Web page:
Buy or stand pat? Surprising Brewers weigh trade deadline
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MILWAUKEE — The Milwaukee Brewers' biggest fan calls team owner Mark Attanasio regularly and wonders occasionally what moves one of baseball's most surprising teams might make at the trade deadline.
Former team owner and baseball commissioner Bud Selig is getting inducted into the Baseball Hall of Fame on July 30, a day before baseball's non-waiver trade deadline. For the first time in a couple seasons, the Brewers are in contention.
Should they be buyers and potentially veer from a long-term rebuilding plan? Or stand pat but hold on to the best prospects in one of the league's top farm systems?
"With (Selig) it's more, he wants to be on the inside knowing what we're doing, what are we thinking," Attanasio said. "So he wouldn't know the prospects. 'Is that guy the Cubs traded (away) really that good?'"
It's up to Milwaukee's current regime to figure out.
The surprising Brewers are trying to hold off the defending World Series champion Cubs, the Cardinals and the Pirates in the National League Central after holding a 5 1/2-game lead at the All-Star break.
A wild-card berth is also in play with Arizona and Colorado struggling out West in recent weeks, meaning Milwaukee still has a potential path to the playoffs even if the Cubs awaken from their season-long slumber.
If anything, the Brewers probably won't be selling at the July 31 non-waiver trade deadline, and that in itself is a big surprise for a team in just the second full season of a rebuild.
For Attanasio, the best way to move forward changes on an almost daily basis.
"You don't know what it is, because it's dynamic. It's not a static process," Attanasio said. "And by the way, there (are) games to be played, so between now and the trade deadline, teams that ... think they're not sellers could become sellers."
Milwaukee was a seller at the deadline the previous two seasons, moving pieces including catcher Jonathan Lucroy and outfielder Carlos Gomez.
There are painful memories from the last time the Brewers were in contention in 2014. Back then, Milwaukee led by 6 1/2 games on July 1 before collapsing down the stretch.
Much has changed since, from the clubhouse to the front office. Left fielder Ryan Braun is the only everyday player remaining from the 2014 team.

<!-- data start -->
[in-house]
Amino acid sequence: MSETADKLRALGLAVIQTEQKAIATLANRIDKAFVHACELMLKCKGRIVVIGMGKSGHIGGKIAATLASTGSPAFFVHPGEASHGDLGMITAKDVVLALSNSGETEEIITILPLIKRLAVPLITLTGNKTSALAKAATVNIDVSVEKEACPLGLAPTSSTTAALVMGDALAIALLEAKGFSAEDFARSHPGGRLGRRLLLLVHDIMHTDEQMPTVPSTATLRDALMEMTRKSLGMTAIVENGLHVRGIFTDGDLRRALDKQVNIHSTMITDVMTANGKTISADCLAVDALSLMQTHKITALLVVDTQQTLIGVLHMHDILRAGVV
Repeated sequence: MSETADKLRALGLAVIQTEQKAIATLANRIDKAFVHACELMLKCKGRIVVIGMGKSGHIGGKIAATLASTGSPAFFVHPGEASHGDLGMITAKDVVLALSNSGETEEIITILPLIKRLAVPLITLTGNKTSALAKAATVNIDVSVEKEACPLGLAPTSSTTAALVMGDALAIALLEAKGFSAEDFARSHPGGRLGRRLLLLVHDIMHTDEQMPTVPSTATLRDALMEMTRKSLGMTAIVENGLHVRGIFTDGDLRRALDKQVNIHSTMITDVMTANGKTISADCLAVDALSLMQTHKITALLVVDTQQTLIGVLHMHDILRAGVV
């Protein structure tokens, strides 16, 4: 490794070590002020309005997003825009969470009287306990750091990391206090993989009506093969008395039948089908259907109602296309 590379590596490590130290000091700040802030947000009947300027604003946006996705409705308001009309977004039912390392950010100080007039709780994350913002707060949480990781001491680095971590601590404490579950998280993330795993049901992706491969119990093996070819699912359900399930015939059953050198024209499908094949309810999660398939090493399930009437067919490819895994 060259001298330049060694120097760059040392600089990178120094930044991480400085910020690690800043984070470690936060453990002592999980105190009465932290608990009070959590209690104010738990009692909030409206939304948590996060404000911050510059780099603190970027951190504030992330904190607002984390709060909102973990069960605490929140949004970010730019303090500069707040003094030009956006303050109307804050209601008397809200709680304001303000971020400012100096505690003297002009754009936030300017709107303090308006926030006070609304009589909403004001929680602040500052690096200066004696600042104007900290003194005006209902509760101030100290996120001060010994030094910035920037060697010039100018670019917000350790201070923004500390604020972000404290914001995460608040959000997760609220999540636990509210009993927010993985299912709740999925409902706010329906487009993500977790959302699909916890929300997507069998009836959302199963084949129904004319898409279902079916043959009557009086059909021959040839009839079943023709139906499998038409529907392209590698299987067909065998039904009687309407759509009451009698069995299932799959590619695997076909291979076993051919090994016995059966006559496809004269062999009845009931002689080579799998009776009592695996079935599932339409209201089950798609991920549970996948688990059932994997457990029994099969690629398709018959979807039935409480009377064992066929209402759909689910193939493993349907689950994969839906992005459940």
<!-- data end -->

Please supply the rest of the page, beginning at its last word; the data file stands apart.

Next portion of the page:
Craig Counsell took over as manager after Ron Roenicke was fired in May 2015; David Stearns took over as general manager after Doug Melvin retired at the end of the 2015 season.
Attanasio, Stearns and Counsell spoke Friday to catch up for the second half.
"So we know this is going to be a focused two weeks," Attanasio said in recounting the conversation. "Craig was saying ... 'It can't be we're just hanging on. We have to stay loose.' Then he looked at me and said 'This means you, too!'"
But this bunch of Brewers for the most part has been immune to the stretches of uninspiring baseball that can dog teams over a long season. Counsell has created an energetic environment in a clubhouse made up largely of young, hungry players.
That, in turn, has created steadiness among players enjoying their first pennant race.
"We've been a consistent team," Counsell said. "We've been pretty vanilla in that aspect. We haven't gone to many extremes."
Not that the Brewers haven't been looking to add help. They could use a starter or bullpen help.
Stearns made a minor deal last week in sending first base prospect Garrett Cooper to the New York Yankees for left-handed reliever Tyler Webb.
Attanasio said the Brewers were in on discussions with the Chicago White Sox for left-hander Jose Quintana, who was ultimately dealt to the Cubs in a trade that netted the White Sox a couple of top prospects. The 28-year-old Quintana, with his club-friendly contract, is exactly the kind of player the Brewers might be focusing on down the stretch.
Still, Attanasio doesn't sound like someone who is about to make a move just to counter the Cubs.
"Maybe it's the confidence I have in David and the group, the process we've put in place," Attanasio said. "I'm surprised how (he's not affected by the Cubs' deal). We have to do the right thing here."
And if nothing else, Selig will be watching.
"I mean, he does call me every day about the team," Attanasio said with a smile.
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